Famous and wealthy old men abusing adolescents? Policemen being ordered to falsify their statements? Newspaper editors under arrest? This may all sound familiar, but I’m not actually referring to Sir Peter Morrison, Jimmy Saville, Hillsborough or even Rebekah Brooks. That was last week, I’m talking last century.
In the early 1880s the Victorians were – like us – left reeling after a series of newspaper revelations and government reports exposed just how rotten their ‘respectable’ society really was. The age of consent was then just thirteen. Adolescent girls and boys were regularly enticed or groomed into prostitution, and if not marked out for a wealthy client in a city brothel, they were legally trafficked to Brussels, Paris and beyond. All the while, the Establishment turned a blind eye. That is, until one policeman wrote an incendiary report.
Unlike the Hillsborough officers of the 1980s, who kept ‘shtum’ for 23 years, in the 1880s this Irish inspector, whose name was Jeremiah Minahan, decided to make a stand. His report outlined the widespread corruption of his colleagues and that of the Cabinet members he had seen skulking up the steps of a local high-class brothel. Run by a notorious trafficker named Mary Jeffries, the Chelsea brothel was well known for purveying young flesh to famous and powerful old men.
Inspector Minahan’s report sparked riots, arrests, a tabloid war and the sensational trial of a newspaper editor. This editor, named William Stead, was prosecuted in 1885 for committing a crime in pursuit of a newspaper sensation. He was sentenced to three months in prison. Rebekah Brooks, you have been warned…
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A voice came to him through the blue of an August midnight.
‘It is no good,’ she said, ‘for the police to watch my houses. As I only do business with gentlemen of the highest rank in life.’
Jeremiah paused on his Chelseabeat and turned. He knew who she was. Her reputation was far greater than her physical stature: standing in the shadows of 125 Church Street, she looked a little old lady with a stoop. But to London’s sex industry in the summer of 1882, Mary Jeffries remained a colossus. A shameless show-off, she relished the reverberations she caused in fine society, habitually frequenting respectable night haunts with her entourage: gaggles of ‘fallen girls’ in flashy silk and young boys ‘whose fingers glistened with diamond rings, and whose feet were covered with patent shoes’.
Two years earlier, her infamy had become celebrity. In January 1880, a journalist named Clement Scott found himself at the centre of a widely reported libel trial following his review of an October ball in the Era, a theatrical magazine. Scott was accused of causing reputational damage to the dance’s organizer after describing the mere presence at the ball of one ‘Mrs. Jeffreys [sic], of Church Street, a notorious procuress’ with her ‘semi-levy of young men and young women’. The Old Bailey jury found his revelations to be ‘severe but honest’, and Scott was found not guilty. Jeffries’ fame meanwhile, was sealed in history.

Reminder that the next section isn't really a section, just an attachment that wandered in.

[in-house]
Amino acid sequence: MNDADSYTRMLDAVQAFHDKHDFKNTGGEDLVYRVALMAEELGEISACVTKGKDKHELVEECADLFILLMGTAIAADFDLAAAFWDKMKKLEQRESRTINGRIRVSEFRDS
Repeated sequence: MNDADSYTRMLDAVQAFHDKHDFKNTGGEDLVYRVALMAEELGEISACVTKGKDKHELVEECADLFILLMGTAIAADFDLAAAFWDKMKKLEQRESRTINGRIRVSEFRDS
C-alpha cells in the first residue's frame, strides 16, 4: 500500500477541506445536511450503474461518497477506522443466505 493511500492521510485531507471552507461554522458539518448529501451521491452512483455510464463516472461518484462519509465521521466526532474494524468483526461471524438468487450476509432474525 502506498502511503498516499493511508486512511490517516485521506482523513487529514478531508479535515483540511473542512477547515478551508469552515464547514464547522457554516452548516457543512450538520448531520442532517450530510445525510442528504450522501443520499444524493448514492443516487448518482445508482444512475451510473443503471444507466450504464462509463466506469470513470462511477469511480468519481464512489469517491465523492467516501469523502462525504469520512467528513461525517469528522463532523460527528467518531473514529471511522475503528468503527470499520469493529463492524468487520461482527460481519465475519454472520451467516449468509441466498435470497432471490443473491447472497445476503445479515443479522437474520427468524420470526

Curious, Jeremiah chose to stop with her awhile, in order, he wrote, to ‘obtain all the information [he] could’.
‘Good evening,’ she said, ‘ . . . you have not been here long.’
He saw a well-dressed woman whose firmly set chin and slightly raised eyebrows bore a look of resigned inevitability. A sixty-two-year-old widow, nearing the end of a long career immersed in all manner of sexual desires, there was little perhaps that surprised Mary Jeffries. Her hooded eyes appraised the ‘well favoured’ police inspector before her. The best London courtesans and brothel-keepers ‘would study every lech, whim, caprice, and desire of her customer’. In Jeremiah, Jeffries saw a powerful man buttoned tightly into his smart blue uniform. And what she surmised about his ‘caprice’ impelled her, misguidedly, to boast.
‘I keep eight houses,’ she said, ‘I pay my taxes and keep my houses in good order . . . the police have watched my houses and only found I conduct them well.’
more Bridget O'Donnell...
Soon after this meeting, Jeremiah quietly began investigating Mary Jeffries. To ascertain exactly how many properties she owned in the area, he checked the Chelsea Vestry Rate Books. She was telling the truth: her taxes had been paid on time for many years. By now Jeffries had begun focusing her operation on three adjacent properties on Church Street: nos. 125, 127 and 129. All three were single-fronted, terraced townhouses. Having sold nos. 121, 111 and 105, Jeffries had re-invested her money in the redecoration of these three and had them ‘ingeniously arranged for the purposes of [her] business’:
Nos. 127 and 129 are connected internally by doorways on the upper floors and the other one  by an entrance through the garden. Practically the three houses are only one set of premises; for persons entering one may leave by another, the object . . . being to escape the notoriety and odium attaching to visiting houses of this kind.
And there were rumours of more: ‘a flogging-house . . . in Hampstead, a house of assorted perversions near the Grey’s Inn Road, and a white slave clearing house [for trafficking girls] conveniently situated on the river near Kew’.
Although the whispers that snaked in Jeffries’ wake were often far more imaginative than the truth, wealthy men continued to be drawn by her cosmopolitan antics and professional acumen. She also offered them what they wanted.
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